The basic idea of Four Wheel Camper, which have been in production since 1972, is a fairly simple, but very strong, cage like aluminum frame fabricated from aluminum tube and extruded channel. Much like an airplane frame, it has the ability to flex, providing greater strength and durability, therefore longer life and the ability to handle the torque experienced on mountain and desert roads, far away from pavement.
The aluminum skin also helps keeps the camper light and durable. Understated cabinetry, made of mahogany plywood, provides lightweight simplicity and a greater feeling of spaciousness in a very compact living space.
Optimum off road capability demands the lowest center of gravity and the minimal height over the cab of the truck is essential, and as much weight as possible is on the floor of the camper.
The roof lift mechanism like no other in the market. Instead of a complex lift arm apparatus with difficult linkage and geometry, he devised a simple articulated lift panel at the front and back, spring loaded the piano hinges, and provided a shear wall effect for exceptional stability in high winds. This also provides support for a snow load on the roof – not that we want to test that out!
You can get a number of different size models with a long list of standard features and options.
We opted for a 'Hawk' pop-up model which has a floor length of a 6'6" and suits a short bed pick-up. This unit fits on the bed of the Dodge without very much overhang and weighs less than 900lb (408kg) dry.
It features front dinette seating, quite a bit of storage, and has a 110-litre fridge/freezer, a 2-burner gas ('propane' as the Yanks call it), which is fine for small meals and the occasional times we use it – we cook outside on a Coleman stove generally.
A gas/elec water heater system and an external shower and a powered roof vent to name the major features.
To keep all the electrics running, we had fitted two deep cycle batteries, an axillary battery charger system along with a 100-watt solar panel. We also have a 'porta-poti' for those times we need a chemical toilet and a very useful 'Fiamma' awning on the side.
There is a 20-gallon water tank and two 10lb gas bottles so we can be 'off the grid', as the Americans like to term it, for a fair while. Still, I think we'd need a back-up solar panel to keep the fridge/freezer going for more than three days in hot/cloudy situations.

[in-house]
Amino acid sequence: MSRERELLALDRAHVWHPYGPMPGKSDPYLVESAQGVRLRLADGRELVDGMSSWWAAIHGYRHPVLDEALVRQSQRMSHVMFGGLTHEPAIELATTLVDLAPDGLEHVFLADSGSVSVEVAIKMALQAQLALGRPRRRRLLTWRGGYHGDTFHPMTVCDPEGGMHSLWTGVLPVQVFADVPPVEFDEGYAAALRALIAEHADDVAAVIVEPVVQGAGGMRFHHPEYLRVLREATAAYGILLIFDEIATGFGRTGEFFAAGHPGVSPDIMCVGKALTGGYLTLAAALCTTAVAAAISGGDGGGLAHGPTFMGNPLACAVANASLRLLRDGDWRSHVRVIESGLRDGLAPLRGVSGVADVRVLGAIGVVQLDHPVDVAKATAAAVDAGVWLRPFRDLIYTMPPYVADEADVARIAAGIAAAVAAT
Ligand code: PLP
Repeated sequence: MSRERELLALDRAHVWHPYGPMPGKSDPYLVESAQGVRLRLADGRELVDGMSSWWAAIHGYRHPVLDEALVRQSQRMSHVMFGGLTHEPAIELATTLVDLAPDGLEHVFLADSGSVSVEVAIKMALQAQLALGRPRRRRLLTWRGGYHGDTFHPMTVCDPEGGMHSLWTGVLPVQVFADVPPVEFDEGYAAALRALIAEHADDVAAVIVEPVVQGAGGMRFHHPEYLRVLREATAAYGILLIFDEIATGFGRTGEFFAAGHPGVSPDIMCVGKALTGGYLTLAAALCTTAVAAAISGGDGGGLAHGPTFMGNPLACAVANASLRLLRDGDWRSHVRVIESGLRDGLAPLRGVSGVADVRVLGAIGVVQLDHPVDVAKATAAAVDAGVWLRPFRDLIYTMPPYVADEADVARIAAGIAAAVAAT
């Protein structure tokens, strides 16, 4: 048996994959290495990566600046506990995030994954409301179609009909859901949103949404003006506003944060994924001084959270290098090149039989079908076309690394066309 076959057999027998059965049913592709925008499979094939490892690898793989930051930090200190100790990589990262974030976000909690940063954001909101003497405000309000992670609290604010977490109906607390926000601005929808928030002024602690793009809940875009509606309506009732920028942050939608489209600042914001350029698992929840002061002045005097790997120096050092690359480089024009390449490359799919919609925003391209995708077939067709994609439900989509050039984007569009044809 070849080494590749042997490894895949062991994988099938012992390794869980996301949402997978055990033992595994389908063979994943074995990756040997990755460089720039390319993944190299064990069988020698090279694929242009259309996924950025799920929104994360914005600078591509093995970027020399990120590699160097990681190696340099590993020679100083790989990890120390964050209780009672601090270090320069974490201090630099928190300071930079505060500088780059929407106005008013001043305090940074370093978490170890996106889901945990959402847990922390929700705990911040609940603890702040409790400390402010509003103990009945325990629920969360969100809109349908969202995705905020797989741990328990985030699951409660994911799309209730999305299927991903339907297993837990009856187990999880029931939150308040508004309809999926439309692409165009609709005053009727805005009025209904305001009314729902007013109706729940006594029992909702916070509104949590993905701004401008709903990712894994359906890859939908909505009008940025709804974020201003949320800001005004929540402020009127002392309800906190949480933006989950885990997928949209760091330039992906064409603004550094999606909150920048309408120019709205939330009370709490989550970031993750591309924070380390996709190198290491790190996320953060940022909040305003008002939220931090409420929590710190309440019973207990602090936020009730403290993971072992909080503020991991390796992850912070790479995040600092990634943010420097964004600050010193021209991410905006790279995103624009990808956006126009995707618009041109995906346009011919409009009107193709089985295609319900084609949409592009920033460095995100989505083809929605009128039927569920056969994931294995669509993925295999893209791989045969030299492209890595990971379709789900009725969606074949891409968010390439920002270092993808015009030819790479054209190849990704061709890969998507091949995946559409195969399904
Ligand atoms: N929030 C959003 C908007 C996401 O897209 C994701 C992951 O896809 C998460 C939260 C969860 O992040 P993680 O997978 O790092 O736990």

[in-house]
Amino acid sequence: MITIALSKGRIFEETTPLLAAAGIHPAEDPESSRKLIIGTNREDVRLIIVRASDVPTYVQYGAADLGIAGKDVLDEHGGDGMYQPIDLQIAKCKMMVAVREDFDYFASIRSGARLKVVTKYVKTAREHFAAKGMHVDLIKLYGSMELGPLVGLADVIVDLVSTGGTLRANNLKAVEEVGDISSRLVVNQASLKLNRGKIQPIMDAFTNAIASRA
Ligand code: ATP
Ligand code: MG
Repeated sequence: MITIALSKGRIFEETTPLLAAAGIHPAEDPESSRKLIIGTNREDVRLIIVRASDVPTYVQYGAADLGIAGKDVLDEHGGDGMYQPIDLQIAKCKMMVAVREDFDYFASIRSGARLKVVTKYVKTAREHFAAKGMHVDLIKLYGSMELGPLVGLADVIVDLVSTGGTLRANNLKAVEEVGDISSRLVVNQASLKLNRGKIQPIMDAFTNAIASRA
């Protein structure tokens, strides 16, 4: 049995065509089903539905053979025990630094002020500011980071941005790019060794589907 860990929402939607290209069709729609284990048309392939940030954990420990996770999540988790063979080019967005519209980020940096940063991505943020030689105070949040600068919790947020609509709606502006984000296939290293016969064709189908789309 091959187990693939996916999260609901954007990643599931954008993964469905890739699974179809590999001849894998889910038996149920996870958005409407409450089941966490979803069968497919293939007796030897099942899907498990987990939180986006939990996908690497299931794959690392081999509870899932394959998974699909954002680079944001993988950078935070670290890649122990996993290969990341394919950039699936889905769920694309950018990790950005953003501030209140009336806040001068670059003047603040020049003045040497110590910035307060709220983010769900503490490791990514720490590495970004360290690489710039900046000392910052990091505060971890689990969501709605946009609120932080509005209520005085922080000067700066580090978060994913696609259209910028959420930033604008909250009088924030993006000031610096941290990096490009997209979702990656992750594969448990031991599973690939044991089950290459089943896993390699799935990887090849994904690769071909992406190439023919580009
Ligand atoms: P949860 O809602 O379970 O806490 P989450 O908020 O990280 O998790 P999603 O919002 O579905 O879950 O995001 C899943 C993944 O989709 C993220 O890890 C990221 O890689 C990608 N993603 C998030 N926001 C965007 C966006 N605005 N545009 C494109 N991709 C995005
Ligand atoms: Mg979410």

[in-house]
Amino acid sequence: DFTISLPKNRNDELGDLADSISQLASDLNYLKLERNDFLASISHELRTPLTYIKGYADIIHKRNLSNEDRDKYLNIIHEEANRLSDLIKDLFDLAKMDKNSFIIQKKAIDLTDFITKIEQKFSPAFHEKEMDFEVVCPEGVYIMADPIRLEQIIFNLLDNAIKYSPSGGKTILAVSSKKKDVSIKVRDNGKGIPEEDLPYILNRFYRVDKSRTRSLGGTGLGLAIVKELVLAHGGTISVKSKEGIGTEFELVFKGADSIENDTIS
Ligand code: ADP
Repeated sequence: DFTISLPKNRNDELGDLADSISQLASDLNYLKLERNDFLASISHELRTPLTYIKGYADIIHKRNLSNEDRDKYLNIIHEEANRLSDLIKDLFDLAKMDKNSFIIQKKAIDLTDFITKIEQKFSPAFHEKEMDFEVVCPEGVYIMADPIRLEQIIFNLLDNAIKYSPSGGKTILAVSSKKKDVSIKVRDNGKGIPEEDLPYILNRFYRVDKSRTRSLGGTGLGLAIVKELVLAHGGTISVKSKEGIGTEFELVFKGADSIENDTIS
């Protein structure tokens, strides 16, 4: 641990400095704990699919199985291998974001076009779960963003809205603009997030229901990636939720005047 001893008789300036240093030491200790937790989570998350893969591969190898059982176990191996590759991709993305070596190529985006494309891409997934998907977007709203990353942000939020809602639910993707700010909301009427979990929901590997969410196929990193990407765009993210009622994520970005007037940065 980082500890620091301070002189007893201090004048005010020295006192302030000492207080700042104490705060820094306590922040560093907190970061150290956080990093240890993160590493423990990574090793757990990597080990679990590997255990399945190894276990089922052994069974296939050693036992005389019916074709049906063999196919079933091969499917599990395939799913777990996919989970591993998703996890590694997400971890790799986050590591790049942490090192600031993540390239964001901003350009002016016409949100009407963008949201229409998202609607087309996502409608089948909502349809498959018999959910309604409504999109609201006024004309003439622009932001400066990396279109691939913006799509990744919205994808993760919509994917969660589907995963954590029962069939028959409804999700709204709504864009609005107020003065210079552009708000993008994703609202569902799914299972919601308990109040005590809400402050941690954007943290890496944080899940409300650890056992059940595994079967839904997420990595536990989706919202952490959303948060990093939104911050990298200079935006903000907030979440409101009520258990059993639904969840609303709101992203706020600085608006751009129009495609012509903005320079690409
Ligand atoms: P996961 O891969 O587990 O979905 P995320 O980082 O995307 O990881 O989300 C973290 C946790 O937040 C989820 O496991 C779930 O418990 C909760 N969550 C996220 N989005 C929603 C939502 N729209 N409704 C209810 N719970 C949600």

There are plenty of bigger, heavier slide-on campers around and there are bigger units in the Four Wheel camper range than the hawk we bought, but we are used to camping and campervans and this is luxury. We do most of our cooking and living outside, but when the weather is cold or there are heaps of insects we retreat to the inside of the camper where we are pretty snug but can work, cook, eat and sleep without any great issues.
It is perfect for the travel we want to do and after 25,000 miles we haven't had an issue with it and it still looks as good as new!
See you in the bush.
Ron and Viv.
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Equipment and Accessory Suppliers
ARB, ph: (03) 9761 6622
Berrima Diesel, ph: (02) 4877 1256
Bushranger 4WD Accessories, ph: 1800 654 767
Cooper tyres, ph: (07) 3272 98886
Creative Conversations, ph: (07) 3881 0577
Engel Fridge/Freezers, ph: 1300 302 653
De-Bug Australia, ph: 03 9798 1145
GME Electrophone, ph: (02) 9844 6666
Garmin, ph: (02) 9844 6666
Hema Navigator, ph: (07) 3340 0000
Kaymar 4WD Accessories, ph: (03) 9870 4419
LightForce, ph: (08) 8340 2766
Long Ranger Fuel tanks, ph: (02) 4953 3288
Marks 4WD Adaptors, ph: (03) 9793 3388
Mickey Thompson tyres, ph: (07) 3272 9888
MSA 4x4, ph: (08) 9248 1111
Milford Cargo Barriers, ph: (08) 8294 5955
MTQ Engine Systems, ph: (03) 9794 2888
Nissan Australia, ph: (03) 9797 4111
Outback 4WD Centre, ph: (03) 9720 6226
Piranha Offroad Products,, ph: (03) 9762 1200
ROH Wheels, ph: (08) 8468 4140
Safari Automotive, ph: (03) 9720 4211
VKS-737 Network, ph: (08) 8287 6222
Warn winches, ph: (03) 9761 6622